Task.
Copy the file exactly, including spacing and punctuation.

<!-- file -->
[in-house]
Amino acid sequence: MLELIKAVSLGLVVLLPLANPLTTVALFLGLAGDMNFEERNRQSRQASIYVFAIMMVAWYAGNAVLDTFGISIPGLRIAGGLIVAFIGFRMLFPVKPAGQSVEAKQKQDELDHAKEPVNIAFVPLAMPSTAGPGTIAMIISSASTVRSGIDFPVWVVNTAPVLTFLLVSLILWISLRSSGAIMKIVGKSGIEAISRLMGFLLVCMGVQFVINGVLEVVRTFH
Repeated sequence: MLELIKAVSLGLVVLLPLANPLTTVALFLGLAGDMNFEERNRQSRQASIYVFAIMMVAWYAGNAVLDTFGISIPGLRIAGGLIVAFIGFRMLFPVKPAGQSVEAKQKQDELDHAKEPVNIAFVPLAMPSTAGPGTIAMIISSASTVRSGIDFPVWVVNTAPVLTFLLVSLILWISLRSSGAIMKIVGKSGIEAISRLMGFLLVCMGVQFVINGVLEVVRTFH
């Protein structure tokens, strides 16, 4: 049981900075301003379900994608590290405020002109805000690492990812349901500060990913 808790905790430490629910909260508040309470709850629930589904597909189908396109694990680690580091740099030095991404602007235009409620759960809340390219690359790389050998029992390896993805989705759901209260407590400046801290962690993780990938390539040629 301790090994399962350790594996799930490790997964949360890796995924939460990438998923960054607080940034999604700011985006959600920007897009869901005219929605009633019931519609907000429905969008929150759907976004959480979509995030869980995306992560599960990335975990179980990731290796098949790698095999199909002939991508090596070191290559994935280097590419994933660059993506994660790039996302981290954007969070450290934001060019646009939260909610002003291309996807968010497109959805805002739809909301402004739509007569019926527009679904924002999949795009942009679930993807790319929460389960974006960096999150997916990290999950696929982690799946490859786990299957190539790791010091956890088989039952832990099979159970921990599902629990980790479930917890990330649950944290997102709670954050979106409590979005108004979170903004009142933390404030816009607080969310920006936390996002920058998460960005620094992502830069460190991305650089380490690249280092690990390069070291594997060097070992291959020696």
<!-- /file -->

[in-house]
Amino acid sequence: MLELIKAVSLGLVVLLPLANPLTTVALFLGLAGDMNFEERNRQSRQASIYVFAIMMVAWYAGNAVLDTFGISIPGLRIAGGLIVAFIGFRMLFPVKPAGQSVEAKQKQDELDHAKEPVNIAFVPLAMPSTAGPGTIAMIISSASTVRSGIDFPVWVVNTAPVLTFLLVSLILWISLRSSGAIMKIVGKSGIEAISRLMGFLLVCMGVQFVINGVLEVVRTFH
Repeated sequence: MLELIKAVSLGLVVLLPLANPLTTVALFLGLAGDMNFEERNRQSRQASIYVFAIMMVAWYAGNAVLDTFGISIPGLRIAGGLIVAFIGFRMLFPVKPAGQSVEAKQKQDELDHAKEPVNIAFVPLAMPSTAGPGTIAMIISSASTVRSGIDFPVWVVNTAPVLTFLLVSLILWISLRSSGAIMKIVGKSGIEAISRLMGFLLVCMGVQFVINGVLEVVRTFH
């Protein structure tokens, strides 16, 4: 049981900075301003379900994608590290405020002109805000690492990812349901500060990913 808790905790430490629910909260508040309470709850629930589904597909189908396109694990680690580091740099030095991404602007235009409620759960809340390219690359790389050998029992390896993805989705759901209260407590400046801290962690993780990938390539040629 301790090994399962350790594996799930490790997964949360890796995924939460990438998923960054607080940034999604700011985006959600920007897009869901005219929605009633019931519609907000429905969008929150759907976004959480979509995030869980995306992560599960990335975990179980990731290796098949790698095999199909002939991508090596070191290559994935280097590419994933660059993506994660790039996302981290954007969070450290934001060019646009939260909610002003291309996807968010497109959805805002739809909301402004739509007569019926527009679904924002999949795009942009679930993807790319929460389960974006960096999150997916990290999950696929982690799946490859786990299957190539790791010091956890088989039952832990099979159970921990599902629990980790479930917890990330649950944290997102709670954050979106409590979005108004979170903004009142933390404030816009607080969310920006936390996002920058998460960005620094992502830069460190991305650089380490690249280092690990390069070291594997060097070992291959020696």